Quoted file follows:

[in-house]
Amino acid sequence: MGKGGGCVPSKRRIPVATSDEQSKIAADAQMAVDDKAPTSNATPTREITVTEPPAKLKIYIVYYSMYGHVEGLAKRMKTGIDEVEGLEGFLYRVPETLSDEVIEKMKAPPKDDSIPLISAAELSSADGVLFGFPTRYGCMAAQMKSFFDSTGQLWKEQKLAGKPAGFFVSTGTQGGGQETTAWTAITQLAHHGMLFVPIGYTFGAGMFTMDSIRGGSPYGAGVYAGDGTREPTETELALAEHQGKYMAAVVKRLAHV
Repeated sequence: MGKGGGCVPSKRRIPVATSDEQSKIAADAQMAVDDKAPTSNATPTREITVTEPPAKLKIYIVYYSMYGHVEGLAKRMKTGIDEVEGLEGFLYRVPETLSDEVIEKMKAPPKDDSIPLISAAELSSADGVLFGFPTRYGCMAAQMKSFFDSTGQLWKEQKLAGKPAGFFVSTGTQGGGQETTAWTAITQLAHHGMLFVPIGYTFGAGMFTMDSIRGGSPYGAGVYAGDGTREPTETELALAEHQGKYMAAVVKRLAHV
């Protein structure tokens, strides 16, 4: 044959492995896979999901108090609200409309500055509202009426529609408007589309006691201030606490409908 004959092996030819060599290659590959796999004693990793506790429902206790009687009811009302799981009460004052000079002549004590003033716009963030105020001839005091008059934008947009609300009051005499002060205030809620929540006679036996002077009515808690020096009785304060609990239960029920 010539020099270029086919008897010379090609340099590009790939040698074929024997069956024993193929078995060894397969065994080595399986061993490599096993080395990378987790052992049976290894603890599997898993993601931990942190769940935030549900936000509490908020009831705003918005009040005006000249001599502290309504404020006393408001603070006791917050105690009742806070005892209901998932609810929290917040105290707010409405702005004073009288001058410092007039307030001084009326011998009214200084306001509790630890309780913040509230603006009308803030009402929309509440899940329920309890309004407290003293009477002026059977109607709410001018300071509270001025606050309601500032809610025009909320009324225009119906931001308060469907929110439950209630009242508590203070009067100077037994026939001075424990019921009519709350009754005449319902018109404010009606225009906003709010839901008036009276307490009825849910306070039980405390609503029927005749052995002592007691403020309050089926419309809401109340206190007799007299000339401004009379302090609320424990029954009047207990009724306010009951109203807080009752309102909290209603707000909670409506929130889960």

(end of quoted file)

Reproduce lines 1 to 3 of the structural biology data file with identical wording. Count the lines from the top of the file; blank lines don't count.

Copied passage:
[in-house]
Amino acid sequence: MGKGGGCVPSKRRIPVATSDEQSKIAADAQMAVDDKAPTSNATPTREITVTEPPAKLKIYIVYYSMYGHVEGLAKRMKTGIDEVEGLEGFLYRVPETLSDEVIEKMKAPPKDDSIPLISAAELSSADGVLFGFPTRYGCMAAQMKSFFDSTGQLWKEQKLAGKPAGFFVSTGTQGGGQETTAWTAITQLAHHGMLFVPIGYTFGAGMFTMDSIRGGSPYGAGVYAGDGTREPTETELALAEHQGKYMAAVVKRLAHV
Repeated sequence: MGKGGGCVPSKRRIPVATSDEQSKIAADAQMAVDDKAPTSNATPTREITVTEPPAKLKIYIVYYSMYGHVEGLAKRMKTGIDEVEGLEGFLYRVPETLSDEVIEKMKAPPKDDSIPLISAAELSSADGVLFGFPTRYGCMAAQMKSFFDSTGQLWKEQKLAGKPAGFFVSTGTQGGGQETTAWTAITQLAHHGMLFVPIGYTFGAGMFTMDSIRGGSPYGAGVYAGDGTREPTETELALAEHQGKYMAAVVKRLAHV